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Germany begins return of Benin bronzes to Nigeria
An artifact being returned to Nigeria by Germany, dating from the 18th century, this head of a king, known as an oba. The renowned artifacts were given back to Nigeria on Friday, July 1, 2022, and Germany intends to give the African country ownership of some 1,100 more. Martin Franken/Preußischer Kulturbesitz via The New York Times.

by Alex Marshall



NEW YORK, NY.- Germany returned two of the priceless artifacts known as the Benin Bronzes to Nigeria on Friday, after reaching a political agreement that could soon see hundreds more return to the country from which they were looted more than 100 years ago.

The return of the two artifacts — a head of a king, known as an oba, dating from the 18th century, and an intricately designed 16th-century plaque — happened as Germany’s and Nigeria’s culture ministers met in Berlin to sign an agreement paving the way for the African country to take ownership of the some 1,100 Benin Bronzes currently in Germany’s museums.

Once ownership is transferred, it will be up to Nigerian authorities to decide which artifacts they want back, and which they want kept in German museums as cultural ambassadors for Nigeria.

Andreas Goergen, a German official who helped negotiate the agreement, said in a news conference that, in the future, if Nigeria ever asks for an item back, “it will be shipped.”

The Benin Bronzes are a set of several thousand intricate artifacts that, despite their name, are mostly made of brass and include carved elephant tusks and ivory leopard statues. They come from the ancient Kingdom of Benin, now in southern Nigeria, and the most famous items are a series of brass plaques, which were once nailed to pillars in the kingdom’s main palace.

In 1897, British forces looted thousands of the bronzes during a violent raid of Benin City, and soon the items were scattered across museums around the world.

Over the past five years, there has been growing momentum to return the bronzes and other items looted under colonialism to their countries of origin, especially after President Emmanuel Macron of France said returning items from Africa’s heritage to the continent was “a top priority.” European museums have been at the forefront of those discussions, but some organizations in the United States have acted, too. In March, the Smithsonian Institution said it would return most of its 39 bronzes to Nigeria, shipping them at the institution’s expense.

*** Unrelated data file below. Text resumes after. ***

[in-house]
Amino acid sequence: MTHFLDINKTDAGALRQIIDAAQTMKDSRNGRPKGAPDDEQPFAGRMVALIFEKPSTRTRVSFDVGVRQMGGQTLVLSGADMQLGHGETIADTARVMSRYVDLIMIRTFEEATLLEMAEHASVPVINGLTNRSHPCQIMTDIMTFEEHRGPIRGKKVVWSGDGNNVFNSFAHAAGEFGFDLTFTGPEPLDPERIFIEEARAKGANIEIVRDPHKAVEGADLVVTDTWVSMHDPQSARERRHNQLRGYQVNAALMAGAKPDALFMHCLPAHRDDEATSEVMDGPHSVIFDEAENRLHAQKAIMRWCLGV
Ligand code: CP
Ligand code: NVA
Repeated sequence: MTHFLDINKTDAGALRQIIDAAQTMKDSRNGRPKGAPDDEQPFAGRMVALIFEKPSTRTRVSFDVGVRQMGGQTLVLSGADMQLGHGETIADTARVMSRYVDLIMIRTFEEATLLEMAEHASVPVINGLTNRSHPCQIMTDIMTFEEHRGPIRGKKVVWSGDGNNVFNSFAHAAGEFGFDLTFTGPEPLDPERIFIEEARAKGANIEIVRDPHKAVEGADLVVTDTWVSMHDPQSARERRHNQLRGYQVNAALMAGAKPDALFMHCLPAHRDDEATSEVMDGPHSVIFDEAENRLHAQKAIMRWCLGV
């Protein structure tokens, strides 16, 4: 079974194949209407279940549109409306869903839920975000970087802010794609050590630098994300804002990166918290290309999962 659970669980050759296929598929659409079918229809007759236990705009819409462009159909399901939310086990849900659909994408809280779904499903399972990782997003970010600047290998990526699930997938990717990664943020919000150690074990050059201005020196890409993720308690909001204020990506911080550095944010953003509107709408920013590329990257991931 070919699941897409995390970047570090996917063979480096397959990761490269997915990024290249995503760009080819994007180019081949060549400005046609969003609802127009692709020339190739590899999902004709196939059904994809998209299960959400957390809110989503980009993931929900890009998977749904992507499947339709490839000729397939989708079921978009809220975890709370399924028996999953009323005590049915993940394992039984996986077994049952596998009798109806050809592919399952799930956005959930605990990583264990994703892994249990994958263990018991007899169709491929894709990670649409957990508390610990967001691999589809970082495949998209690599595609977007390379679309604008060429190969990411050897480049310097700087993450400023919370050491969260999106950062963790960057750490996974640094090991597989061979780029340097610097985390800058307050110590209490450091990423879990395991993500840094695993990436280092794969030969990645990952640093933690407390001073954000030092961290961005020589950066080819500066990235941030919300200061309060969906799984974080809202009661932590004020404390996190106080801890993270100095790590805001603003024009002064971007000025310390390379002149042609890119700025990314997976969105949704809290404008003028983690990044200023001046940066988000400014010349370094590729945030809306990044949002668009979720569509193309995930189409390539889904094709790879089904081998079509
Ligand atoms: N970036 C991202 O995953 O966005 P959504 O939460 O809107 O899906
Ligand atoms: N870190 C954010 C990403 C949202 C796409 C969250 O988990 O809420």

The German government said in April 2021 that it intended to return “substantial” numbers of the bronzes to Nigeria, while last fall it said it wanted to transfer ownership of all looted items to that country. Friday’s announcement formalized those promises.

Given Germany’s complex political structure, the states and cities that oversee its museums now have to pass legislation confirming the ownership transfer, but Goergen said he expected that will be completed “in the very close future.” Some authorities, like those of Baden-Württemberg, the region that includes Stuttgart’s Linden ethnographical museum, have already passed resolutions for their return.

Many of the bronzes are likely to end up in a new museum planned for Benin City, called the Edo Museum of West African Art. Phillip Ihenacho, a financier leading efforts to raise money for that project, said that Friday’s agreement was “a significant achievement.” Having Nigeria decide the bronzes’ future was “a fundamentally different relationship to what we had before,” he added.

Ihenacho said work had yet to start on the museum, but he hoped construction of a pavilion to store and display returned items would begin in August and be completed by the end of 2023.

With Friday’s announcement, attention will likely shift to Britain’s museums. Last year, Nigeria requested its antiquities back from the British Museum in London, which has some 900 Benin Bronzes in its collections. Nigeria’s National Commission for Museums and Monuments has made similar requests to other museums, including the Pitt Rivers Museum in Oxford, which has 94 bronzes in its collections and whose governing body said in March that it supports returning the items.

Several British museums are part of a network called the Benin Dialogue Group, which planned to send bronzes back to Nigeria in a rotating series of loans, but the movement by Germany shows how that is being superseded.

The movement within German museums to come to terms with how the country has benefited from colonialism is not limited to the bronzes. In June, the Prussian Cultural Heritage Foundation, which oversees Berlin’s museums, announced it would return an important figure of a goddess, known as Ngonnso’, to Cameroon, even though it had not been looted, as well as giving back objects to Tanzania and Namibia.

This article originally appeared in The New York Times.










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